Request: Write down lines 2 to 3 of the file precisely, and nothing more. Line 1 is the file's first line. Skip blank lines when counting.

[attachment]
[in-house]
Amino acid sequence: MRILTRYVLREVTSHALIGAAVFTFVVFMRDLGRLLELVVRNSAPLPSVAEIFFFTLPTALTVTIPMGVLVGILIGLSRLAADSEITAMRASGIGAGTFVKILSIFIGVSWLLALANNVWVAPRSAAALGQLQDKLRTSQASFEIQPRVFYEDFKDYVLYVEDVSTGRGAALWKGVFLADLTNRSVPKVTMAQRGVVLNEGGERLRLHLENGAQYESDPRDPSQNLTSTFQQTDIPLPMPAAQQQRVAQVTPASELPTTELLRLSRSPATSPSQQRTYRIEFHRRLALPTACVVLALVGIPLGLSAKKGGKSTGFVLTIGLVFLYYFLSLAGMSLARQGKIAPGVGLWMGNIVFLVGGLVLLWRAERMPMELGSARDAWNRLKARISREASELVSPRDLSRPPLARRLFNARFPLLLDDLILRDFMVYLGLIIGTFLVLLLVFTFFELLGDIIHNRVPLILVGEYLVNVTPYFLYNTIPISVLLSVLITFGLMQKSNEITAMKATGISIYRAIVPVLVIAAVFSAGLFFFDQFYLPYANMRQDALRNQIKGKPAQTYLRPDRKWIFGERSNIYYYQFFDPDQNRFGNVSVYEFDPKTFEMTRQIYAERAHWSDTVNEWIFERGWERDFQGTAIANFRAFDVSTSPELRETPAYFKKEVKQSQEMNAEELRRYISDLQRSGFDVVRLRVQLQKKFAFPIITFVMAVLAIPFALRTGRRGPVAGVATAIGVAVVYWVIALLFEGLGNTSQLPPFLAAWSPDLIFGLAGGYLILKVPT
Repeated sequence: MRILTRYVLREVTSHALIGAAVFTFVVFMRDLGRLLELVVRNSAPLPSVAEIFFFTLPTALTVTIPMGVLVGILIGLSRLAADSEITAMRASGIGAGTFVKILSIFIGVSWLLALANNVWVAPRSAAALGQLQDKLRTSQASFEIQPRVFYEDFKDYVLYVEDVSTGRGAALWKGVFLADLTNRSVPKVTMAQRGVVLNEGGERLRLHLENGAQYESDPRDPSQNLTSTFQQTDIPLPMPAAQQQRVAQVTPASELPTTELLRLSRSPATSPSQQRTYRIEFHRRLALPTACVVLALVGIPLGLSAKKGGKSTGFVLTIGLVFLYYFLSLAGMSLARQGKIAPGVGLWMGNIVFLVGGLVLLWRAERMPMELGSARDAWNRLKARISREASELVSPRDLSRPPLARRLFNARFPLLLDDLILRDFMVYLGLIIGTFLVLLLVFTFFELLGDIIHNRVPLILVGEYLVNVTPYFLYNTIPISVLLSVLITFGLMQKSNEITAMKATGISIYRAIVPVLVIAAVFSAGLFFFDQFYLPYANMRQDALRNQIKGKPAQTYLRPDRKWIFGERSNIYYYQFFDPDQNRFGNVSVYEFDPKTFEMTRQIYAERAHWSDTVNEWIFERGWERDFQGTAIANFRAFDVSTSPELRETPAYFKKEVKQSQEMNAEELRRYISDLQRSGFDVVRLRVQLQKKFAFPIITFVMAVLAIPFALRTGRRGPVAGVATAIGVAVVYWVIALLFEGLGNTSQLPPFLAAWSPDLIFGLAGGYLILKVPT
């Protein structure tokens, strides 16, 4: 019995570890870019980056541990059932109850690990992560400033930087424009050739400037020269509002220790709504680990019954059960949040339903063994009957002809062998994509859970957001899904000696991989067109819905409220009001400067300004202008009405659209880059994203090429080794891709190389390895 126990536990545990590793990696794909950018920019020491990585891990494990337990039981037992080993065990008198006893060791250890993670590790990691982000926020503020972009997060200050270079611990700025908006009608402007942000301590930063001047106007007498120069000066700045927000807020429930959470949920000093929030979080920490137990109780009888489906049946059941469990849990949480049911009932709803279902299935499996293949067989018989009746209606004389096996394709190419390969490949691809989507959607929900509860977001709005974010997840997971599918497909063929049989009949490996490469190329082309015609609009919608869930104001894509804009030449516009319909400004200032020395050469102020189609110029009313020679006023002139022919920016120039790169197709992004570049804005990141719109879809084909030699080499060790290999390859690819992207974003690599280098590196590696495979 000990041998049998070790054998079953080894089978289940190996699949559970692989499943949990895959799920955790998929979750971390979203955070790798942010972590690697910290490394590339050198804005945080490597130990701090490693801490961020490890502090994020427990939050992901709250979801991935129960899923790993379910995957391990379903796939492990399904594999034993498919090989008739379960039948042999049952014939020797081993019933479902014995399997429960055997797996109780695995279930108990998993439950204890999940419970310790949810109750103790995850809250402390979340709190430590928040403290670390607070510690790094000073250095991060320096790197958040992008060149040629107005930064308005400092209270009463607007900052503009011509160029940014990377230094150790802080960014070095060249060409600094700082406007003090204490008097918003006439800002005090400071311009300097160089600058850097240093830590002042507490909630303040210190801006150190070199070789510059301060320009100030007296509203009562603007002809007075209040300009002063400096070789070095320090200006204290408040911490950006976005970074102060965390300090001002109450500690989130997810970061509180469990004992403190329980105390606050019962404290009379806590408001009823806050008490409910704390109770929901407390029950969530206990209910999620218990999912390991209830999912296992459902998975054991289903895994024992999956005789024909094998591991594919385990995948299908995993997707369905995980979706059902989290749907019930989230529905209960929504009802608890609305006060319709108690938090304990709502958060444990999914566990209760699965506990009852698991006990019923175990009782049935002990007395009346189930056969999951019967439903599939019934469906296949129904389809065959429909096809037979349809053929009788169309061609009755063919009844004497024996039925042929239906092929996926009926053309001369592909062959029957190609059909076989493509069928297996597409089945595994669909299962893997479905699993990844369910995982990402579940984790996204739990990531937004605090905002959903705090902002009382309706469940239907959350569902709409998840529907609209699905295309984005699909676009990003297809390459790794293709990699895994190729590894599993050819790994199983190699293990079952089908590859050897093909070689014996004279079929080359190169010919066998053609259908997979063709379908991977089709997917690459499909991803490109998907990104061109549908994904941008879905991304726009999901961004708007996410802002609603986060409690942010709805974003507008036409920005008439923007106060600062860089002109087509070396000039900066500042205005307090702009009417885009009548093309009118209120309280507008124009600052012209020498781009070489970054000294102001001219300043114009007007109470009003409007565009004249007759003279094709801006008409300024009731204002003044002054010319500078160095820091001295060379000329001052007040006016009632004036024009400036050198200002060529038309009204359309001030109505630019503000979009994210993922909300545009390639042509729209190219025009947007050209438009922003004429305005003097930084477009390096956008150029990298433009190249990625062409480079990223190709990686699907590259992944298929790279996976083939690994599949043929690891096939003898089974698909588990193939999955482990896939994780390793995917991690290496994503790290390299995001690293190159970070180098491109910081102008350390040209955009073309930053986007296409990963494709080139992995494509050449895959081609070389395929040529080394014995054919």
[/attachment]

Amino acid sequence: MRILTRYVLREVTSHALIGAAVFTFVVFMRDLGRLLELVVRNSAPLPSVAEIFFFTLPTALTVTIPMGVLVGILIGLSRLAADSEITAMRASGIGAGTFVKILSIFIGVSWLLALANNVWVAPRSAAALGQLQDKLRTSQASFEIQPRVFYEDFKDYVLYVEDVSTGRGAALWKGVFLADLTNRSVPKVTMAQRGVVLNEGGERLRLHLENGAQYESDPRDPSQNLTSTFQQTDIPLPMPAAQQQRVAQVTPASELPTTELLRLSRSPATSPSQQRTYRIEFHRRLALPTACVVLALVGIPLGLSAKKGGKSTGFVLTIGLVFLYYFLSLAGMSLARQGKIAPGVGLWMGNIVFLVGGLVLLWRAERMPMELGSARDAWNRLKARISREASELVSPRDLSRPPLARRLFNARFPLLLDDLILRDFMVYLGLIIGTFLVLLLVFTFFELLGDIIHNRVPLILVGEYLVNVTPYFLYNTIPISVLLSVLITFGLMQKSNEITAMKATGISIYRAIVPVLVIAAVFSAGLFFFDQFYLPYANMRQDALRNQIKGKPAQTYLRPDRKWIFGERSNIYYYQFFDPDQNRFGNVSVYEFDPKTFEMTRQIYAERAHWSDTVNEWIFERGWERDFQGTAIANFRAFDVSTSPELRETPAYFKKEVKQSQEMNAEELRRYISDLQRSGFDVVRLRVQLQKKFAFPIITFVMAVLAIPFALRTGRRGPVAGVATAIGVAVVYWVIALLFEGLGNTSQLPPFLAAWSPDLIFGLAGGYLILKVPT
Repeated sequence: MRILTRYVLREVTSHALIGAAVFTFVVFMRDLGRLLELVVRNSAPLPSVAEIFFFTLPTALTVTIPMGVLVGILIGLSRLAADSEITAMRASGIGAGTFVKILSIFIGVSWLLALANNVWVAPRSAAALGQLQDKLRTSQASFEIQPRVFYEDFKDYVLYVEDVSTGRGAALWKGVFLADLTNRSVPKVTMAQRGVVLNEGGERLRLHLENGAQYESDPRDPSQNLTSTFQQTDIPLPMPAAQQQRVAQVTPASELPTTELLRLSRSPATSPSQQRTYRIEFHRRLALPTACVVLALVGIPLGLSAKKGGKSTGFVLTIGLVFLYYFLSLAGMSLARQGKIAPGVGLWMGNIVFLVGGLVLLWRAERMPMELGSARDAWNRLKARISREASELVSPRDLSRPPLARRLFNARFPLLLDDLILRDFMVYLGLIIGTFLVLLLVFTFFELLGDIIHNRVPLILVGEYLVNVTPYFLYNTIPISVLLSVLITFGLMQKSNEITAMKATGISIYRAIVPVLVIAAVFSAGLFFFDQFYLPYANMRQDALRNQIKGKPAQTYLRPDRKWIFGERSNIYYYQFFDPDQNRFGNVSVYEFDPKTFEMTRQIYAERAHWSDTVNEWIFERGWERDFQGTAIANFRAFDVSTSPELRETPAYFKKEVKQSQEMNAEELRRYISDLQRSGFDVVRLRVQLQKKFAFPIITFVMAVLAIPFALRTGRRGPVAGVATAIGVAVVYWVIALLFEGLGNTSQLPPFLAAWSPDLIFGLAGGYLILKVPT